TV Review: FRINGE, 3.1 - "Olivia"

After two seasons it looks like Fringe has decided to embrace serialized storytelling, despite debuting in 2008 with the promise it would be more episodic and, thus, accessible to casual viewers. Consequently, it's moving away from a modern-day X Files format, to focus on its fanbase's preference for the mytharc. Even with the opening catch-up that condenses the past two season's events for potential newcomers, it's hard to imagine Fringe increasing its audience from hereon in. It's a shame, because this is arguably the best pure sci-fi show on the box right now, but I think it's missed its chance to grab a larger audience, sadly. Picking up from season 2's finale, FBI Agent Olivia Dunham (Anna Torv) is trapped in the alternate universe, with her duplicate having assumed her identity and crossed over to her own dimension. Intriguingly, Olivia's being given treatments by this dimension's version of Walter Bishop (John Noble), the Secretary of Defense, in order to make her believe she's the alternate-Olivia and suffering a psychotic break. Predictably, Olivia escapes from the facility she's being detained in, befriending a cab driver called Henry (The Wire's Andre Royo), determined to find a way home with this universe's version of Fringe Division hot on her tail... As the title suggests, this premiere was almost exclusively focused on Olivia's escape, and it's remarkable to see how far Anna Torv's progressed on this show. I'd never say she was a bad actress, as I saw her in the BBC's Mistresses pre-Fringe and she was perfectly fine there, but Olivia's character was once incredibly bland and Torv's choice of a droning American accent seemed to exacerbate that feeling. Things improved for her throughout season 2, but it's clear from this premiere that Torv's suddenly become passionate about her character's direction. Simply put: Torv has something to really play with now, as a woman trapped in another dimension, trying to get back home so she can united with Peter (Joshua Jackson), whom she now openly admits she fancies. Olivia felt more like the lead than a straight-woman to "mad scientist" Walter Bishop, finally. This was a fine performance from Torv on all counts, and I'm relieved that Olivia's development and role in the show has finally "clicked" for her, as she appeared far more comfortable and invigorated. There really wasn't much else going on in this episode, perhaps to try and ease us in gently after the summer break. It was fun to see more of "the other side", although I'm not convinced by some of the creative decisions the writers make. Tom Cruise as a TV star, the existence of city airships, and a brass-coloured Statue Of Liberty are all fine, but a musical called "DOGS" and people riding Penny Farthing bicycles in the park? It's amusing, but I'd prefer to see some realistic twists on our own reality. The best ones are when we can clearly imagine a parallel dimension having chosen a different path to our own history. I'm not as excited as most people are about the idea of there being another dimension, but it certainly gives the actors more interesting possibilities. In particular, the alternate-Broyles (Lance Reddick) is more compelling than our version's, and it gives Kirk Acevedo the surprisingly opportunity to return to the show despite the fact his character Charlie died last season. And it goes without saying that Noble is particularly wonderful as both his characters, from the steely determination of Walternate to the delightfully scatterbrained Walter. Overall, as a premiere episode "Olivia" was very good. It pushed the story on, revamped Olivia's role, and wasn't impenetrable to anyone who hasn't seen Fringe before. Best of all, it set up clear narrative arcs for season 3: Olivia's attempt to get home and fight the medication that has started to make her believe she's her alternate double, Walternate's secret plan to attack the other reality (which is particularly juicy because, frankly, his motives are understandable), and the fact the alt-Olivia has infiltrated Fringe for nefarious reasons. The episode didn't really cause a major ground shift, but it was a proficient and enjoyable opening hour that teased the possibilities and direction of season 3.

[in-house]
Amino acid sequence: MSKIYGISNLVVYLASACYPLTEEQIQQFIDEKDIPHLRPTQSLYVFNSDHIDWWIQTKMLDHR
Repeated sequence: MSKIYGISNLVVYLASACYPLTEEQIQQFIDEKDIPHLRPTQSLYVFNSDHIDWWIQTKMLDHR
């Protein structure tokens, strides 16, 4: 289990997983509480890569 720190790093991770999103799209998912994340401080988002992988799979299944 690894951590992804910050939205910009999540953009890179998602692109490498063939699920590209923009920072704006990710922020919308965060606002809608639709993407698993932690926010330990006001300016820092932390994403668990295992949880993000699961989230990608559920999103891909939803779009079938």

WRITERS: J.H Wyman & Jeff Pinkner DIRECTOR: Joe Chappelle CAST: Anna Torv, Joshua Jackson, Lance Reddick, John Noble, Jasika Nicole, Seth Gabel, Gabrielle Rose & Andre Royo TRANSMISSION: 23 September 2010 €“ FOX, 9/8c
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